So I am making progress on my novel. I worked for about three hours yesterday and now have about 40 pages. I am going to do a brief revision on this chunk so that I can post it to my writing group. That anal retentive nature of mine won't let me post anything without at least one round of revisions. I am excited with the changes I have made, and feel like the story is really coming together.
I owe a great deal of thanks to a member of my writing group, who suggested I read Robert McKee's book "Story". It has been so helpful. I got it about a week ago, but distracted by Harry Potter and the Prisoner of Azkaban, I didn't start reading it until Sunday. Now I can't put it down. I read it over my lunch break. I read it from 5 when I got home until 9:30 when I stopped to print off my story. Not only do I find it entertaining and easy to read, but it is exactly what I was looking for. I wanted very specific and precise definitions of what a story is, the elements it contains, and how they should be pieced together. This book does just that. And even though it is primarily written for screenwriters, it is easily transferable to fiction, since the stories of films are primarily fiction themselves.
SO I suggest that anyone trying to write a story, or curious about the craft of writing, read this book. I really like a comparison he makes in the first chapter. "If your dream were to compose music, would you say to yourself: 'I've heard a lot of symphonies...I can also play the piano...I think I'll knock one out this weekend'? No. But that's exactly how many screenwriter's begin: 'I've seen a lot of fliks, some good, some bad...I got A's in English...Vacation time is coming...Maybe I'll write a movie."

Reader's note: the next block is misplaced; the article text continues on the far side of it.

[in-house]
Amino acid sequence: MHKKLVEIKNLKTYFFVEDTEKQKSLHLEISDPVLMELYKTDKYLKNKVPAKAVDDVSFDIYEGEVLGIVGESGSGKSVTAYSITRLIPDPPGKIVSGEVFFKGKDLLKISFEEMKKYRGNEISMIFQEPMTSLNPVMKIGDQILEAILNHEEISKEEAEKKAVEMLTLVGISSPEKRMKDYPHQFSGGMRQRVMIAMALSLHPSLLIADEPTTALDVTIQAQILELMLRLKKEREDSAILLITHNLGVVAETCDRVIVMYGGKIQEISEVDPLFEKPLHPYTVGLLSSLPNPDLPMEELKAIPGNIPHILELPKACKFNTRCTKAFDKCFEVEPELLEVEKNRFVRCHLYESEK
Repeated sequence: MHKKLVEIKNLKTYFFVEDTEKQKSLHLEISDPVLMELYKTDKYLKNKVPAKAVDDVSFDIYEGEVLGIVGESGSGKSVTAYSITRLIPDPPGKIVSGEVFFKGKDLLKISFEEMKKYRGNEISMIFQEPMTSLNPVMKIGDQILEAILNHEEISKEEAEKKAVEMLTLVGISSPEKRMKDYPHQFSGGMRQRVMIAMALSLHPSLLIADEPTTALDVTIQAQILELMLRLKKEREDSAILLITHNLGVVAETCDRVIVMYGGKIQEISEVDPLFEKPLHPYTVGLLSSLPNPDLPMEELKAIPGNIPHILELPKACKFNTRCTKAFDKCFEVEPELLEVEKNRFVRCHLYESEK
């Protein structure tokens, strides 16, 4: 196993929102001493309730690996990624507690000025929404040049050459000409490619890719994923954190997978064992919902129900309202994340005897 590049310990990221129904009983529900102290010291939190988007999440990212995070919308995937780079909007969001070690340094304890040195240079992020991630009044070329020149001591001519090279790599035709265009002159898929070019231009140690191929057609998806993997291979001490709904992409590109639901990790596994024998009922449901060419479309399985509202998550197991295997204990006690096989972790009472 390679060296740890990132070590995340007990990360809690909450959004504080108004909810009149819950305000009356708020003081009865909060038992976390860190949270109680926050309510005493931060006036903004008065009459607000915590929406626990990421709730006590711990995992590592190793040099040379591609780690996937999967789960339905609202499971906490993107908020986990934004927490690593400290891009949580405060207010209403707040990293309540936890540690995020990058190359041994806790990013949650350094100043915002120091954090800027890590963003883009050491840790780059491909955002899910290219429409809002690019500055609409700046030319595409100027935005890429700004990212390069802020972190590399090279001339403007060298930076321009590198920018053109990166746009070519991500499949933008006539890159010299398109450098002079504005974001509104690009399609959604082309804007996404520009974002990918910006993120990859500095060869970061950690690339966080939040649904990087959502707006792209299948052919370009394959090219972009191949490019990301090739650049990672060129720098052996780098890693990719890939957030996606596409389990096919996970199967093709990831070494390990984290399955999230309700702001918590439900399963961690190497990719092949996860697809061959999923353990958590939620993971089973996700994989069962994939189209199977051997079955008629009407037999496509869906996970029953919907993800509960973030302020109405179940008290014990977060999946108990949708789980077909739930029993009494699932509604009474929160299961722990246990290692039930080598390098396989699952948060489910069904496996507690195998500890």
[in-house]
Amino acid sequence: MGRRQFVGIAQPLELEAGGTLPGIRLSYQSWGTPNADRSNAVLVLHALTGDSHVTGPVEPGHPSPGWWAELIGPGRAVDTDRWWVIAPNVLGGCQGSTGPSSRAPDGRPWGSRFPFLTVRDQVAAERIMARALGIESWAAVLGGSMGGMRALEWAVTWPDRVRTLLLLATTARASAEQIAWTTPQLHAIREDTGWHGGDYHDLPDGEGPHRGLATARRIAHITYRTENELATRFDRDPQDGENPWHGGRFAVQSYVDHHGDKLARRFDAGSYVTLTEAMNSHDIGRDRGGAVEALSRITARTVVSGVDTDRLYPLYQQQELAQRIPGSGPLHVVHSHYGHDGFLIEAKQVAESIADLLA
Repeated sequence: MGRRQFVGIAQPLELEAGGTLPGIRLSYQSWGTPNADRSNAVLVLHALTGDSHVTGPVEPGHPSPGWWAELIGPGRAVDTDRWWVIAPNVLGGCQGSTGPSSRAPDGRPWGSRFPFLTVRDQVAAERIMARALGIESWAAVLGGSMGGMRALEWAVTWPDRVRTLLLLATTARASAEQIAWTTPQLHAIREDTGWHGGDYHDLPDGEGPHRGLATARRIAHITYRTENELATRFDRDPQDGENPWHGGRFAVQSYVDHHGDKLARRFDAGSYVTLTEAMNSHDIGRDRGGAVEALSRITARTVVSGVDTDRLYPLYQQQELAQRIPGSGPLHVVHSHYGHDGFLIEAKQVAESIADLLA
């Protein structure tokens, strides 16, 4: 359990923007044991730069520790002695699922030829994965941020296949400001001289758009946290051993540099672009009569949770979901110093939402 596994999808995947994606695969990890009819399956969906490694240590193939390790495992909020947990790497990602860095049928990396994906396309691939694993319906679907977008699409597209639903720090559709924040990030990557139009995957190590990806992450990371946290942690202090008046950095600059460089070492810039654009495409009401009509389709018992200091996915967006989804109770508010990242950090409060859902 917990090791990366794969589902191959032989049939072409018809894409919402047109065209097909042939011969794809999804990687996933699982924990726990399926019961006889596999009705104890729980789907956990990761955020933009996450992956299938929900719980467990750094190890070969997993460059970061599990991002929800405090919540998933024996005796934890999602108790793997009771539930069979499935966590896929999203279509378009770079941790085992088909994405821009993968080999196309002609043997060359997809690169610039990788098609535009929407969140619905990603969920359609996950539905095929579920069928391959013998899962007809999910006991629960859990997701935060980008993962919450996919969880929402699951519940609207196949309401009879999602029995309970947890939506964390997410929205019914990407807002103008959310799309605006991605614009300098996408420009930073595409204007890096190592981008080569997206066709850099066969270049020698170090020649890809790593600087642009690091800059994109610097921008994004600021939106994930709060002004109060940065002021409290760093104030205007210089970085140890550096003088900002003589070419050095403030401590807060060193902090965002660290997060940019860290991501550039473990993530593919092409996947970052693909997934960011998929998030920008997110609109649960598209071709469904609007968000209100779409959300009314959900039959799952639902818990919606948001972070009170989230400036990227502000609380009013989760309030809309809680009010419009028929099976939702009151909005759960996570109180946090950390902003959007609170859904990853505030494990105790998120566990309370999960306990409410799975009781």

I love this, and I would argue that this is exactly how many new writer's come to be. I could even argue that it is how I came to be, minus one crucial element. I read lots of books. I was always good at English, and Writing, and yes, one day I thought I can do this. But the difference is, once I decided I could do this, I immediately looked for ways to master the craft. My trouble was that there are very few books, good books, that deal with the craft of writing. I think that writers, simply like to be expressive and talk of the joys of writing, the ups and downs, the antecdotes that make us laugh, and cry and connect to one another, but there are few books that deal with the structure of a story, the elements that should be present. Oh sure, there are the books that list the main items that everyone knows, plot, character, setting, beginning, middle, and end, climax, resolution...These things are always mentioned but not much help and in most cases already known. But what makes a plot? What differentiates act one from Act three. How long should a scene be? How do you decide where to place that scene? Where does your story begin, where does it end? These are the questions that I have been trying to answer, and finally I have an answer. Even if I disagree with some of what he says, at least it's an answer, a set of rules that I can follow or break.
Ok so I am going to go back to reading the book, because in talking about it, I decided I missed reading it. Maybe I will revise the first two chapters tomorrow.
Oh and by the way, I am going to see the Lion King tomorrow. I wonder if I can apply the story to the structure device McKee has created?
Look how good I am at posting to the blog!!! I'm shooting for daily, and I suppose as long as I am in a good mood, I will be able to keep that up.